Watch adorable bear cubs frolicking in the snow at Yellowstone
Springtime means cute animals, and these are hard to beat for the 'aww' factor
The first bears have begun to emerge from hibernation at Yellowstone National Park, and mothers are bringing their cubs with them. There's still snow on the ground, and the youngsters have wasted no time exploring it. Photographer and videographer TetonMountainMan shared footage of two cubs rolling and playfighting in the powder on his wildlife Instagram account ExploreWildPlaces.
Rangers at Yellowstone spotted the park's first grizzly coming out of hibernation in late March. Now that the park has reopened for the summer season, they have shared some tips for staying safe when cubs are about.
"As cute and fuzzy as they are, remember to give wildlife room to roam," says the National Park Service. "Always maintain a distance of at least 100 yards (91 m) away from bears and wolves, and at least 25 yards (23 m) away from all other animals, including bison and elk."
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Yellowstone is home to both black bears (which can be brown or black in color) and grizzlies. The cubs above appear to be young grizzles, with rounded ears and a distinctive shoulder 'hump'.
They mate in spring, but embryos don't implant and begin to develop until the fall. Cubs are born in dens during the winter, and a mother will typically have a litter of up to three young.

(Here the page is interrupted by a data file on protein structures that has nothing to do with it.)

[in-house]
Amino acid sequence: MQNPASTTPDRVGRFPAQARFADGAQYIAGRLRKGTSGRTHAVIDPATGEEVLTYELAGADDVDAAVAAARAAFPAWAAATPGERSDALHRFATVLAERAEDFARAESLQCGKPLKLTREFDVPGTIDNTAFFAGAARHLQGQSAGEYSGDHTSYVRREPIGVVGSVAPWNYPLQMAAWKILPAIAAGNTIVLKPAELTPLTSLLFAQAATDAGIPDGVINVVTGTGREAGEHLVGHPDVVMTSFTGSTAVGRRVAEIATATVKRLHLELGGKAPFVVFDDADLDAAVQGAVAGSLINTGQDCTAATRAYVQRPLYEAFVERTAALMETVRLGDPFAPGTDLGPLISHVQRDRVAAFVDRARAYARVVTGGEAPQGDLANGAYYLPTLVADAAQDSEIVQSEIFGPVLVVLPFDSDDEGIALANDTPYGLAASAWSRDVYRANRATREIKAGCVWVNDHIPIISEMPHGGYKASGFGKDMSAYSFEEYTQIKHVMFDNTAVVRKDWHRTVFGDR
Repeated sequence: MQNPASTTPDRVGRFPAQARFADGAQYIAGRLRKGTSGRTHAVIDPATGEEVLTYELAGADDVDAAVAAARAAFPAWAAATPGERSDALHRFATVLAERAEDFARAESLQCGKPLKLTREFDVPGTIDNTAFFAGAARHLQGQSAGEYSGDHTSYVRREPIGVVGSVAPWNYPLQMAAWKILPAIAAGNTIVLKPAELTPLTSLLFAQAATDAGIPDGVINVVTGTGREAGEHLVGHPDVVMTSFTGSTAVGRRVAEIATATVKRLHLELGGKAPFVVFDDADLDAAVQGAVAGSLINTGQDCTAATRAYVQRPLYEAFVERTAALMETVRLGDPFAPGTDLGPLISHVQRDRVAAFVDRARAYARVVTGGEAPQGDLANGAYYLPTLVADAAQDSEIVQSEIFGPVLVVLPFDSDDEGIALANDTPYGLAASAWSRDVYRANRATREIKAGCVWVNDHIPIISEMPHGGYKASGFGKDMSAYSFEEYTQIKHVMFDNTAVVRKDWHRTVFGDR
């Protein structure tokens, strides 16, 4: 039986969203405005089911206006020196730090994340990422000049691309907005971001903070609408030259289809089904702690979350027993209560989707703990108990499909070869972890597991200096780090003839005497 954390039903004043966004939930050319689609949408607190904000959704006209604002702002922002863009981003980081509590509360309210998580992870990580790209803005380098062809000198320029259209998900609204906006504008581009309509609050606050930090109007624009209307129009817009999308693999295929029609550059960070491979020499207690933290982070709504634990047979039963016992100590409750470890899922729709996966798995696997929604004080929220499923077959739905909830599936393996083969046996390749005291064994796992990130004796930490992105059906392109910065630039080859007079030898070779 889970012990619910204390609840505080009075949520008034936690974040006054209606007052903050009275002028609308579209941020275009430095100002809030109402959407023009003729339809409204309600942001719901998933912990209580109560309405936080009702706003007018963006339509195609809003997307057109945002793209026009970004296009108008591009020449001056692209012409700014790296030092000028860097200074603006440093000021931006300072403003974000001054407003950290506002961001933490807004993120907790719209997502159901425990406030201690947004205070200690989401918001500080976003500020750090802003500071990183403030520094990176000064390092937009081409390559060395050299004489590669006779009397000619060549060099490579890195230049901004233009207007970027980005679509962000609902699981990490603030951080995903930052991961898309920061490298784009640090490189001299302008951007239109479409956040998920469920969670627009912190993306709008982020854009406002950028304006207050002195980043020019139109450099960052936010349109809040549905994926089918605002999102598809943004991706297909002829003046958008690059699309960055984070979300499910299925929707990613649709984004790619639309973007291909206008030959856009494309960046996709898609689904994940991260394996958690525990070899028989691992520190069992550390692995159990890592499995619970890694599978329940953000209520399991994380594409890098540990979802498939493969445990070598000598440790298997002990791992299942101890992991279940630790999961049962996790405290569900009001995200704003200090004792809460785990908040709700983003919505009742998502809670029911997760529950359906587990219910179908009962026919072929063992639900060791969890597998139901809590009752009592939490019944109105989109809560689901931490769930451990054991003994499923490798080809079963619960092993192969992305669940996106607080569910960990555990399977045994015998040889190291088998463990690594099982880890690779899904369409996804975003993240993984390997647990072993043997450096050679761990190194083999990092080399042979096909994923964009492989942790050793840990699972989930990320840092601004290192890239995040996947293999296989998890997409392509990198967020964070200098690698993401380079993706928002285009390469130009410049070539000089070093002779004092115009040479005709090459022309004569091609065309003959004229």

"Grizzly bears may range over hundreds of square miles, and the potential for conflicts with human activities, especially when human food is present, makes the presence of a viable grizzly population a continuing challenge for its human neighbors in the Greater Yellowstone Ecosystem," explains the NPS.
To protect bears, and reduce the odds of a dangerous close encounter, make sure you always keep a safe distance, store all food, cosmetics and garbage out of reach (ideally in a bear box), and pay close attention to signage around the park.
For more advice, see our guides what to do if you meet a bear, and wildlife safety: eight tips for unexpected encounters.
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Cat is the editor of Advnture, She’s been a journalist for 13 years, and was fitness and wellbeing editor on TechRadar before joining the Advnture team in 2022. She’s a UK Athletics qualified run leader, and in her spare time enjoys nothing more than lacing up her shoes and hitting the roads and trails (the muddier, the better).